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Oscar Pereiro talked with Cyclingnews' Jean Francois Quenet in Morbegno.
2006 Tour de France winner at Giro d’Italia after mountain bike event in Morocco
Oscar Pereiro is back in the world of cycling less than ten months after taking part in his last professional race, the Tour of Poland, with Astana last year. He arrived at the Giro d’Italia on Monday to give comments on Spanish radio COPE.
"I’ve signed a three years contract with COPE for the three Grand Tours", the winner of the 2006 Tour de France told Cyclingnews in Morbegno. Pereiro missed the first two weeks of the Giro because he was busy racing the Titan Desert, a mountain bike race in Morocco that has been contested in the past by former road champions Claudio Chiappucci, Laurent Jalabert and Abraham Olano.
"There were about 500 participants and we did 600 kilometres in six days", Pereiro informed. "I won a stage and [former Vuelta winner] Roberto Heras won the overall classification."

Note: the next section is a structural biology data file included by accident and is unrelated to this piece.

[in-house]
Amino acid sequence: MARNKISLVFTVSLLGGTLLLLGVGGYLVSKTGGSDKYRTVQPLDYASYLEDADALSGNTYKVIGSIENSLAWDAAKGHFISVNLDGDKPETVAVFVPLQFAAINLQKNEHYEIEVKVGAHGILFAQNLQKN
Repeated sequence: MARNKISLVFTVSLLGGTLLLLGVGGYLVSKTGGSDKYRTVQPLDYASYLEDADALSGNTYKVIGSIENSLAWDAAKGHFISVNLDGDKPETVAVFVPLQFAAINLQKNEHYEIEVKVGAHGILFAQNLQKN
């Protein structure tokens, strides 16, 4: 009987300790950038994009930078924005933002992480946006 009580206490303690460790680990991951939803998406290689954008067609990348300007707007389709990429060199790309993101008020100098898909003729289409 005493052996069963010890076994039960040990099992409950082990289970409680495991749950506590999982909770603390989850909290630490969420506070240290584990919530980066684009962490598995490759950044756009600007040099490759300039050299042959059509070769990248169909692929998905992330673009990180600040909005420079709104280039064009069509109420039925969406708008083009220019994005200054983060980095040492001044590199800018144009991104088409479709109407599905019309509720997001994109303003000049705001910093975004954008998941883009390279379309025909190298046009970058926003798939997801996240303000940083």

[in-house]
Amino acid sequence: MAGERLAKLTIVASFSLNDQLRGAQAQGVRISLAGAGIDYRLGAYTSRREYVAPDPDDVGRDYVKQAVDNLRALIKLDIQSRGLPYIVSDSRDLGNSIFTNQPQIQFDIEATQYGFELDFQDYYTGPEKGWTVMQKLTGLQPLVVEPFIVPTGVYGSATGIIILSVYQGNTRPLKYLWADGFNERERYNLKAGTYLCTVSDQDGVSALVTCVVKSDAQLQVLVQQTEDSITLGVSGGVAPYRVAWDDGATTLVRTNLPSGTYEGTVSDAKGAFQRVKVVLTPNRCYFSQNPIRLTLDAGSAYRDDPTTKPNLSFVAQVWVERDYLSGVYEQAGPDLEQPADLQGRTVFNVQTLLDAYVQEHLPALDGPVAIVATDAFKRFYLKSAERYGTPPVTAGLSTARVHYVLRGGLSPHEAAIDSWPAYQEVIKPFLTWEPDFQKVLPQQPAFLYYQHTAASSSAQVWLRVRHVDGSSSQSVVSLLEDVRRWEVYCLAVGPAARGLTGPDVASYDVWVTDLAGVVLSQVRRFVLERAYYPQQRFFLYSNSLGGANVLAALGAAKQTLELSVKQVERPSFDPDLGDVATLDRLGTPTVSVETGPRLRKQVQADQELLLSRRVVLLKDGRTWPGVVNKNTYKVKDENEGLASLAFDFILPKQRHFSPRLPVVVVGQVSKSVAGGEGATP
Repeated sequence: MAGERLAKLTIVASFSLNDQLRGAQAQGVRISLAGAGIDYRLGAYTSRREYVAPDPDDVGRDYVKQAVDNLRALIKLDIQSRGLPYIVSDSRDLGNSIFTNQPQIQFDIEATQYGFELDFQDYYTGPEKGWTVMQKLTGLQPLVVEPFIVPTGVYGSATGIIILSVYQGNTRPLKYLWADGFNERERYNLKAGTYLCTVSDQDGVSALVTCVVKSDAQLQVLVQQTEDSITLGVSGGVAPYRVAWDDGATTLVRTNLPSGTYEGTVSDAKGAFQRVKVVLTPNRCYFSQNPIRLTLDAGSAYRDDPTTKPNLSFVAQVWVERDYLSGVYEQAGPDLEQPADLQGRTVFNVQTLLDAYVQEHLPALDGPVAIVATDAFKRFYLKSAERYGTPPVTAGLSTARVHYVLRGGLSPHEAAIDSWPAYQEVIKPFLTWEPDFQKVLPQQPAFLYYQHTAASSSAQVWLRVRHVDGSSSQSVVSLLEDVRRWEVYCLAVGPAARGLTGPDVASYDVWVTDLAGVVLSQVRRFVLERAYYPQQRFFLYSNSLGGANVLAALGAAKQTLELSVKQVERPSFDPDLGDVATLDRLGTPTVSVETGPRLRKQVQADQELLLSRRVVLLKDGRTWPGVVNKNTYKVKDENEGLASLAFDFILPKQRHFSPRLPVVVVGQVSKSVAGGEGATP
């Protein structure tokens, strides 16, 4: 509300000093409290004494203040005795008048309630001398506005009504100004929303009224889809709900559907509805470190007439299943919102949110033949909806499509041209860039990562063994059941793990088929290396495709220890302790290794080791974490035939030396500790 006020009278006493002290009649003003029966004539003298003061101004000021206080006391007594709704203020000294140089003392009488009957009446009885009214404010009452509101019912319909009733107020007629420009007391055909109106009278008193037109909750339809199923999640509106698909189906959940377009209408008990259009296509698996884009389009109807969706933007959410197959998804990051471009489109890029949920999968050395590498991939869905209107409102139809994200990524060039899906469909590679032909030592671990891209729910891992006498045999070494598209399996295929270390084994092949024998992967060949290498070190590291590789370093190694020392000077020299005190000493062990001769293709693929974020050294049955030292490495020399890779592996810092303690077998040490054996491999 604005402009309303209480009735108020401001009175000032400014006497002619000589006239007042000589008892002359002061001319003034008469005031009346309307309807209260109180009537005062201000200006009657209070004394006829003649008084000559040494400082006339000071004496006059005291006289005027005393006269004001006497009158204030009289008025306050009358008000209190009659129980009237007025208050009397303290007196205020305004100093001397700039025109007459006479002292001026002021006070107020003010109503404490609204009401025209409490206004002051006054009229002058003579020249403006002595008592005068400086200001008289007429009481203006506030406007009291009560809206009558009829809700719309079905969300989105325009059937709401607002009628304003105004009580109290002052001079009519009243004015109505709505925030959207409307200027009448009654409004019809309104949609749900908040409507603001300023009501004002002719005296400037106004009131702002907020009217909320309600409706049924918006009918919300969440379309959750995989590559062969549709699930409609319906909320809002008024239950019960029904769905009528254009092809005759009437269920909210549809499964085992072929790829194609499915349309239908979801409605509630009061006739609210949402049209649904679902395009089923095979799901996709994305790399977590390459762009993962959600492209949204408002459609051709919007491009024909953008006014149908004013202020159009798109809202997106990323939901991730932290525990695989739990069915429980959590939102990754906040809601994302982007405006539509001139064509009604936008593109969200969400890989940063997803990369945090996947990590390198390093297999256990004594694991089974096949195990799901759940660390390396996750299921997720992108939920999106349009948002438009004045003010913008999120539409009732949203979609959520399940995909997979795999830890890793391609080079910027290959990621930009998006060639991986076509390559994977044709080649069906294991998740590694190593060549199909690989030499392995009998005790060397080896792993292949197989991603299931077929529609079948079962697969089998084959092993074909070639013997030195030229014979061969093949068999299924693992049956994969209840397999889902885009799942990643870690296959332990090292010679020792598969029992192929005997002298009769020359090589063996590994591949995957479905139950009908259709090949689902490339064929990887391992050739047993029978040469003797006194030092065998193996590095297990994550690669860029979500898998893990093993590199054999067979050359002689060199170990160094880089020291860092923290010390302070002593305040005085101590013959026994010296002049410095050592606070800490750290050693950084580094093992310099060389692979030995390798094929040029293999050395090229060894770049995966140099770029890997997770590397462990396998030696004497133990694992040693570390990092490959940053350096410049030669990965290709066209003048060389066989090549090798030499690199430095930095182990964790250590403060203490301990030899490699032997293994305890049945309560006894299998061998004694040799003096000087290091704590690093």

Pereiro, 34, acknowledged that he still rides his bike once or twice a week but struggles muscularly because cycling has become hardly compatible with the new sport he took up in December: football. "I play for Coruxo, a team of Second Division B", said the Spaniard. "That’s the sport I was doing when I was a kid. I play as left winger. I’m happy with what I’m doing now. I want to stay fit."
Pereiro also gave his thoughts on the status of the Giro in world cycling.
"The biggest race in the world remains the Tour de France because all the best riders on form do it very competitively", he said. "But for the spectacle, the Giro is more attractive. This has been a good one for Spanish riders so far but there is a huge difference between Alberto Contador and the other riders. The best cycling is when the leaders of general classification are separated by no more than thirty seconds. Here, there’s only a fight for second place."
"I truly hope that Alberto and Andy Schleck will both be racing the Tour de France this year", Pereiro continued. "It looks like Alberto is back at the level of condition he had in 2009. He’s doing the Giro at 100%, he doesn’t even think of the Tour [at the moment]. He wanted to do this race now to remind to everyone that he’s the best rider in the world."